NEW BEDFORD – The average single-family homeowner will see a savings of $132 in this year’s property tax bill following the City Council’s annual tax classification vote Thursday.
To put that into context, Chief Financial Officer Robert Ekstrom said the last such savings came in the 2012 tax year.
The average single-family homeowner saved 82 cents that year when compared to the 2011 tax year.
One of the reasons for the change, according to assessors, is that single-family homes didn’t increase in assessed value at the same rate as commercial/industrial/personal property.
That’s even though the average single-family home’s value increased by about 15%.
The city uses a split rate rather than a single rate for both residential and commercial/industrial.
The split rate allows the city to shift more of the tax burden to commercial/industrial. The maximum shift allowed to commercial/industrial is 1.75, which the city adopted last year.
Adopting 1.75 again this year would have netted the average single-family homeowner a savings of about $158. The total annual bill would have been $4,277.
The council opted to approve a 1.73 shift, saving the average homeowner $132 on a total annual bill of about $4,302.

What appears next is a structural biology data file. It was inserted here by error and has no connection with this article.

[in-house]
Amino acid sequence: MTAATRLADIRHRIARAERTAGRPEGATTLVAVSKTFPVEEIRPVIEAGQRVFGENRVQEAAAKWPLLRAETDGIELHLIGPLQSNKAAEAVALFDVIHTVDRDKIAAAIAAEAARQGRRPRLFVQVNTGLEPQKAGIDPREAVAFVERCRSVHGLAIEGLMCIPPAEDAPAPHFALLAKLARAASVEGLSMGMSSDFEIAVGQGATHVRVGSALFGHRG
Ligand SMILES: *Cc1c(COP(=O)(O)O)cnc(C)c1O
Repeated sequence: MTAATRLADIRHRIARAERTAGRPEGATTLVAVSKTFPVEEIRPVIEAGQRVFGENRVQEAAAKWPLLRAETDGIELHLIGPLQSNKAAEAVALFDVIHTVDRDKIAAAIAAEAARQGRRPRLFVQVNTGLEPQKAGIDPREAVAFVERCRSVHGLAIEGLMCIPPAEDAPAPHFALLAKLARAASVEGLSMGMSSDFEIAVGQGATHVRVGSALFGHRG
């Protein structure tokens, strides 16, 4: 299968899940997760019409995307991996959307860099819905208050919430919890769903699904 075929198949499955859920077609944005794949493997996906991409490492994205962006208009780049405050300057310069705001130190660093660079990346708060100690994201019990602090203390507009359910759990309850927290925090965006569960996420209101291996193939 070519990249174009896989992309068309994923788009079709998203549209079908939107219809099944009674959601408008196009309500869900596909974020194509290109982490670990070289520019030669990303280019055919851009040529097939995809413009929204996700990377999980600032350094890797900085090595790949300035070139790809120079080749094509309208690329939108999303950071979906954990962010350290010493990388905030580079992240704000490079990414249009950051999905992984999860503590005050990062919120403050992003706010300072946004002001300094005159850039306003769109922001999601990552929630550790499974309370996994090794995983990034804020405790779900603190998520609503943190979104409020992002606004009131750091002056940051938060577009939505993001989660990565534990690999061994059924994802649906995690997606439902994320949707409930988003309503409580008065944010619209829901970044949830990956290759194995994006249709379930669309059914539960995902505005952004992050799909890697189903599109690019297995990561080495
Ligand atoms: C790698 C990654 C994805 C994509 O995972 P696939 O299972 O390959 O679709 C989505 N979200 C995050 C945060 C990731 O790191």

Less homeowner savings means more commercial/industrial savings
The lesser savings to homeowners will translate into less taxes for commercial/industrial taxpayers.
According to Assessor figures, the average single-family home is assessed at $356,973. The average commercial and industrial properties for this tax year are assessed at $649,179 and $1,169,519, respectively.
Councilor Ryan Pereira had motioned for a 1.70 shift that would have still netted homeowners a savings but would have put less of a burden on commercial/industrial. That failed to pass.
Councilor Brian Gomes motioned for the 1.75 shift, saying he wanted to help homeowners as much as possible during difficult terms. While commercial/industrial property owners can raise rates to offset increases, homeowners have no such alternatives, he said. But that likewise failed to pass.
Councilor Naomi Carney motioned for the “happy medium” of 1.73, which passed 6-4.